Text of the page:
To sleep, perchance to dream…

Posted: July 23, 2012 in aging, health, mental health

We tried out a new mattress last night, a ten inch-thick memory foam that came in an impossibly small box but that filled the king-size bedstead quite nicely. The Spouse loves his memory foam pillows, but I always found them creepy, sort of human flesh-textured. (Ewww.) Fortunately the new mattress has a quilted cotton cover and a mattress pad, so it just seems soft. It sits a couple of inches lower than our traditional mattress, which had a pillow top on both sides.

The verdict? It was a little warm at times (one of the major complaints with memory foam) but I slept, sort of. We’ll likely keep the mattress, but it won’t solve my problem: For the past several years, I find that I’m just sort of sleeping, about five or so hours a night. It isn’t enough.

During the last few years before his death, my father couldn’t sleep. He’d either listen to all-night AM talk radio in the spare bedroom, all by himself, or lie there and ruminate over the mistakes and disappointments of his life. I was in the next room, and I would hear him muttering to himself, tapping his knuckles on the wall for emphasis. I don’t think it helped his deteriorating heart, and I worry about becoming like him.

I figured my snoozelessness was just another bonus that comes with aging, but according to the NYTimes, it ain’t necessarily so:

[F]or years, sleep scientists thought they knew what was going on: sleep starts to deteriorate in late middle age and steadily erodes from then on. It seemed so obvious that few thought to question the prevailing wisdom.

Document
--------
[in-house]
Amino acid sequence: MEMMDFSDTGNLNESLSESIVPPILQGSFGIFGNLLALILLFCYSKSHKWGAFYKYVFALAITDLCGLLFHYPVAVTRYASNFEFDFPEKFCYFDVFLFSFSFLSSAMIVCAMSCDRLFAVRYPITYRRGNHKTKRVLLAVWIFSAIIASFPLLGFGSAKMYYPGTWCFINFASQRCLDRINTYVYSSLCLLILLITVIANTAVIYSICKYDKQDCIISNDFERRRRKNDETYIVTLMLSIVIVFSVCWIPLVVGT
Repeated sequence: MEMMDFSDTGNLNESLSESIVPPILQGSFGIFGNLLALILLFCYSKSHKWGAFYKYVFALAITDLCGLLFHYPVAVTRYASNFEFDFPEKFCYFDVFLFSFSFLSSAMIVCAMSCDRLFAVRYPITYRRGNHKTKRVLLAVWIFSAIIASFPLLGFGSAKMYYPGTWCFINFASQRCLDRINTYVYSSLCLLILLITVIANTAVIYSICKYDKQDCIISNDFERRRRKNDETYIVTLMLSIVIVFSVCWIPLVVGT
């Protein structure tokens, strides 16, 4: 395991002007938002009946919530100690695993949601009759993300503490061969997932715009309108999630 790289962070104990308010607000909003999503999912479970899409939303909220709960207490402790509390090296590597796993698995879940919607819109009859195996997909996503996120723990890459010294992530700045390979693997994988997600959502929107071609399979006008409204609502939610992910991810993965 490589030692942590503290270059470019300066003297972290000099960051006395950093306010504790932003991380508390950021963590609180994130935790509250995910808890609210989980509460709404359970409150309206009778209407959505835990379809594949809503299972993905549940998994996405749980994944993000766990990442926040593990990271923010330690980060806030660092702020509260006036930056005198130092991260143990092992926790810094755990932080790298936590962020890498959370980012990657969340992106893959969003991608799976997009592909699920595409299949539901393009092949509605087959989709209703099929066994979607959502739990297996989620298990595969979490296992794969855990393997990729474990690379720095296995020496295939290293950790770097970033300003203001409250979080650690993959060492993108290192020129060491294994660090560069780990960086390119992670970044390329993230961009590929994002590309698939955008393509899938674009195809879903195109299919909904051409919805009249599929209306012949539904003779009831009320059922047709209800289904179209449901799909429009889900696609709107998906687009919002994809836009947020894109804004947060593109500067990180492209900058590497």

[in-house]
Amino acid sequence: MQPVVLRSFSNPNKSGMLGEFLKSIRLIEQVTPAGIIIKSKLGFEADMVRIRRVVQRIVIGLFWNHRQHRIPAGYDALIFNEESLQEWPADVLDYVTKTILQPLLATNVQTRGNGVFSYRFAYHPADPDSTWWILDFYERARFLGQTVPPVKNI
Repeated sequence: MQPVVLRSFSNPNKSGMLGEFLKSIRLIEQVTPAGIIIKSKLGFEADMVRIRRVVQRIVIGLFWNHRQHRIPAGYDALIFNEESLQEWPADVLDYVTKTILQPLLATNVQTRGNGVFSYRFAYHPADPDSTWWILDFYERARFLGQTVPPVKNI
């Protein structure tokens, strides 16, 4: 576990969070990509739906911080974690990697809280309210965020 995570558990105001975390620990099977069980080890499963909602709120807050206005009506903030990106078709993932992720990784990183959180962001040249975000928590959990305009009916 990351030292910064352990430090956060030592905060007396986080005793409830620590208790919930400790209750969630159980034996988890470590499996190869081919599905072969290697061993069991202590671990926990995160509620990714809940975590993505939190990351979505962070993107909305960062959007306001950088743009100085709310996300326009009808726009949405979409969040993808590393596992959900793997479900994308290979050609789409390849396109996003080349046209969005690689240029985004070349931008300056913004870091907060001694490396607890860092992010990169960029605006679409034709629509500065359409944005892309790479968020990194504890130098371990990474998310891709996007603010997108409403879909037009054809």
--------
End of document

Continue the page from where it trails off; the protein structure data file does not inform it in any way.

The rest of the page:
Now, though, new research is leading many to change their minds. To researchers’ great surprise, it turns out that sleep does not change much from age 60 on. And poor sleep, it turns out, is not because of aging itself, but mostly because of illnesses or the medications used to treat them.

“The more disorders older adults have, the worse they sleep,” said Sonia Ancoli-Israel, a professor of psychiatry and a sleep researcher at the University of California, San Diego. “If you look at older adults who are very healthy, they rarely have sleep problems.”

Hmmmm. I have friends and family who have their sleep interrupted by things like restless legs, sleep apnea, and overactive bladders. I know from personal experience that chronic pain can be exacerbated by a lack of sleep. Mother, who was as healthy as a horse until her 90s and kept to a pretty predictably schedule in most aspects of her life, slept soundly.

So now what? Sleeping pills? I think not. I don’t want to become dependent on anything, and I take enough pills already. I’m inventorying my meds to see if they are contributing to the problem, and I’m working on some suggestions that my counselor at our employee wellness program gave me:

1. Get the television set out of the bedroom. (We already did that during our recent move.) Your bed needs to be reserved for sleeping, otherwise your body seems to think it’s just another piece of furniture and your mind just goes on merrily grinding away.